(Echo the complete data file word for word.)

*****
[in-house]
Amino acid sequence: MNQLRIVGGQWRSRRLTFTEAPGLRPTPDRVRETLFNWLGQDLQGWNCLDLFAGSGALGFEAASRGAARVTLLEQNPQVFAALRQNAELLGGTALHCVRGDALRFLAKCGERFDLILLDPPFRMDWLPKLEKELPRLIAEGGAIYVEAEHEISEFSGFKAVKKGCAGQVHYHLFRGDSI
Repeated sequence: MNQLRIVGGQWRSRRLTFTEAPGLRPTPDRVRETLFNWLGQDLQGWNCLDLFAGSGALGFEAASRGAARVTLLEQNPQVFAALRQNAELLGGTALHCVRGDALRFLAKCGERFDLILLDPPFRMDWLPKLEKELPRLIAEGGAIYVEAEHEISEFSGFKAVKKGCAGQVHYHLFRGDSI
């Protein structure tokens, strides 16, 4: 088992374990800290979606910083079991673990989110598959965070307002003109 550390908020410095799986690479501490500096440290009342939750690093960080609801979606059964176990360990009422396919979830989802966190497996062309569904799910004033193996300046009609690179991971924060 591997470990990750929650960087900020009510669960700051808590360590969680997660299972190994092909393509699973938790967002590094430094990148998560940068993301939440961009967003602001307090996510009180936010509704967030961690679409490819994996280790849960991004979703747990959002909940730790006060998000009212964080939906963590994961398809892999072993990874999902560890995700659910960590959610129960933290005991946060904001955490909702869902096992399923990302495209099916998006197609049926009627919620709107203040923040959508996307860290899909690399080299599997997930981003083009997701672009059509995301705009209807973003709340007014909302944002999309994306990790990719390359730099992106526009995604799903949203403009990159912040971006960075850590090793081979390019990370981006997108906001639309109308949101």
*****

[in-house]
Amino acid sequence: MNQLRIVGGQWRSRRLTFTEAPGLRPTPDRVRETLFNWLGQDLQGWNCLDLFAGSGALGFEAASRGAARVTLLEQNPQVFAALRQNAELLGGTALHCVRGDALRFLAKCGERFDLILLDPPFRMDWLPKLEKELPRLIAEGGAIYVEAEHEISEFSGFKAVKKGCAGQVHYHLFRGDSI
Repeated sequence: MNQLRIVGGQWRSRRLTFTEAPGLRPTPDRVRETLFNWLGQDLQGWNCLDLFAGSGALGFEAASRGAARVTLLEQNPQVFAALRQNAELLGGTALHCVRGDALRFLAKCGERFDLILLDPPFRMDWLPKLEKELPRLIAEGGAIYVEAEHEISEFSGFKAVKKGCAGQVHYHLFRGDSI
């Protein structure tokens, strides 16, 4: 088992374990800290979606910083079991673990989110598959965070307002003109 550390908020410095799986690479501490500096440290009342939750690093960080609801979606059964176990360990009422396919979830989802966190497996062309569904799910004033193996300046009609690179991971924060 591997470990990750929650960087900020009510669960700051808590360590969680997660299972190994092909393509699973938790967002590094430094990148998560940068993301939440961009967003602001307090996510009180936010509704967030961690679409490819994996280790849960991004979703747990959002909940730790006060998000009212964080939906963590994961398809892999072993990874999902560890995700659910960590959610129960933290005991946060904001955490909702869902096992399923990302495209099916998006197609049926009627919620709107203040923040959508996307860290899909690399080299599997997930981003083009997701672009059509995301705009209807973003709340007014909302944002999309994306990790990719390359730099992106526009995604799903949203403009990159912040971006960075850590090793081979390019990370981006997108906001639309109308949101």